Jonathan Corwin’s home in Salem is the only building still standing in which interrogations took place. George Herrick (1658-1695) served as marshal to the Court of Oyer and Terminer. Documents signed by Hathorne and Corwin are scarce and particularly so when paired with the signature of Herrick. Documents relating to the Salem Witch Trials are uncommon on the open market as many were destroyed by family members seeking to distance themselves from the lasting reputational effects of the trials or lost to the ravages of time. Those that survived are largely held by institutions which have made them available to scholars for over 300 years. Infrequently, related items are offered at auction or by specialist dealers. Thus, the current document represents a rare opportunity to collect a document signed by major players in the Salem Witch Trials as close in date to the events as possible.

Auction: Rare Books, Autographs & Maps including the Esmond Bradley Martin Collection, Nov 7, 2023

  • Successful Auction of Rare Books, Autographs & Maps Tops $1 Million!
  • November 7, 2023 Sale Featured the Esmond Bradley Martin Collection of Africana & Travel
  • Consignments Are Currently Being Accepted for Future Auctions


NEW YORK, NY -- Doyle's successful auction of Rare Books, Autographs & Maps on November 7, 2023 topped $1 million amid competitive international bidding. Offerings in this popular sale spanned early illuminated manuscripts to modern literary first editions.

The Esmond Bradley Martin Collection of Africana and Travel comprised fascinating material that attracted bidders from around the world. Highlighting the collection was a copy of the first Latin edition of the earliest published collection of voyages, including those of Columbus and Vespucci: the 1508 Milan Fracanzo da Montalboddo, which achieved a strong $239,400. The collection also featured a rare uncut copy of Livio Sanuto's 1588 atlas of Africa that doubled its estimate at $25,200, as well as a group of 19th and early 20th century material relating to Zanzibar that attracted intense competition, sending the lots soaring over expectations. (Read more about Esmond Bradley Martin below.)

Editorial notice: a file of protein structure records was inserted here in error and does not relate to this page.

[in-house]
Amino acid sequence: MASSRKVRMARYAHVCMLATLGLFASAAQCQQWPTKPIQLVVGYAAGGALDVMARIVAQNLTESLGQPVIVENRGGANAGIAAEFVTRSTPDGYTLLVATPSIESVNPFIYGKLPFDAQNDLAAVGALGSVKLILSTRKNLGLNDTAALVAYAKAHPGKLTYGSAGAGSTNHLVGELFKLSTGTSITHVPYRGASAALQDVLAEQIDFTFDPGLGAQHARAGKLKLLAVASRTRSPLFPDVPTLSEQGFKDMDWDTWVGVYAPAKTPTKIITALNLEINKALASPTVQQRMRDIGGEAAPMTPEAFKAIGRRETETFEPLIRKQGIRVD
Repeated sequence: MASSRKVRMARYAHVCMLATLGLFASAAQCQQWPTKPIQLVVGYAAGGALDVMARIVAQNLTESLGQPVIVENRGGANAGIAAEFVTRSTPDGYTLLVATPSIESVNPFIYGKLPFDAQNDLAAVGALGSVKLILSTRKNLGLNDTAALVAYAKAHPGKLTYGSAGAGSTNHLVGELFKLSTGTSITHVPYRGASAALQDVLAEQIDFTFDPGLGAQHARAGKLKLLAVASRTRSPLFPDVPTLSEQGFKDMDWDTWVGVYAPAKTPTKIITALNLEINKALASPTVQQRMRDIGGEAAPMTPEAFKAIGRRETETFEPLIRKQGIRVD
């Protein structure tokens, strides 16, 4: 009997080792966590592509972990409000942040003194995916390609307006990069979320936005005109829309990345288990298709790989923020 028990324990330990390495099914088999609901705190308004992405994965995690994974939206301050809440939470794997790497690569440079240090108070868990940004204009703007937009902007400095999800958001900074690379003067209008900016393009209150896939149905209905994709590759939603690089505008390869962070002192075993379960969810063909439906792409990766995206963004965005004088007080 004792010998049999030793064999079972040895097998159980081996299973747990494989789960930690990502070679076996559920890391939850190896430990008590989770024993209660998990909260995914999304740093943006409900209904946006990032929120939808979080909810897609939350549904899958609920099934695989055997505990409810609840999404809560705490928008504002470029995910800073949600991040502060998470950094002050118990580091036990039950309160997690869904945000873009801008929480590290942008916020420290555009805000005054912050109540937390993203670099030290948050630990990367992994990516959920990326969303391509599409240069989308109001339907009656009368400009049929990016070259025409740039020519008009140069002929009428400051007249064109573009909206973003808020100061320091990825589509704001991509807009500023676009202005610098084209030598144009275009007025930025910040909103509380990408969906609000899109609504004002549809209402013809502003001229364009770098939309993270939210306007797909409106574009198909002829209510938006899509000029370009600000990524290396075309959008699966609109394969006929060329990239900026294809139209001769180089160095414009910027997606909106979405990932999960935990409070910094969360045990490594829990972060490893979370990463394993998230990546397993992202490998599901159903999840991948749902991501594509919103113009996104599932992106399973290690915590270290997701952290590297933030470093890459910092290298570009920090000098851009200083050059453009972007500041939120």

Property of other owners was highlighted by a first edition of Charles Darwin’s groundbreaking scientific work, On the Origin of Species, 1859, which realized $94,500. This copy bore provenance of Charles Darwin's great-grandson Quentin Keynes, to the naturalist Richard Bayard Dominick, thence by descent to the consignor.

Robert Browning's first edition copy of John Keats’ poem, Endymion, 1818, sold for $37,800, many times its $7,000-10,000 estimate. The poem begins with the well-known verse, "A thing of beauty is a joy for ever."

The selection of livres des artistes featured François-Louis Schmied's Daphne in a major Art Deco binding by Pierre Legrain, 1924, one of 140 copies. The book tripled its $8,000-12,000 estimate, selling for $32,760.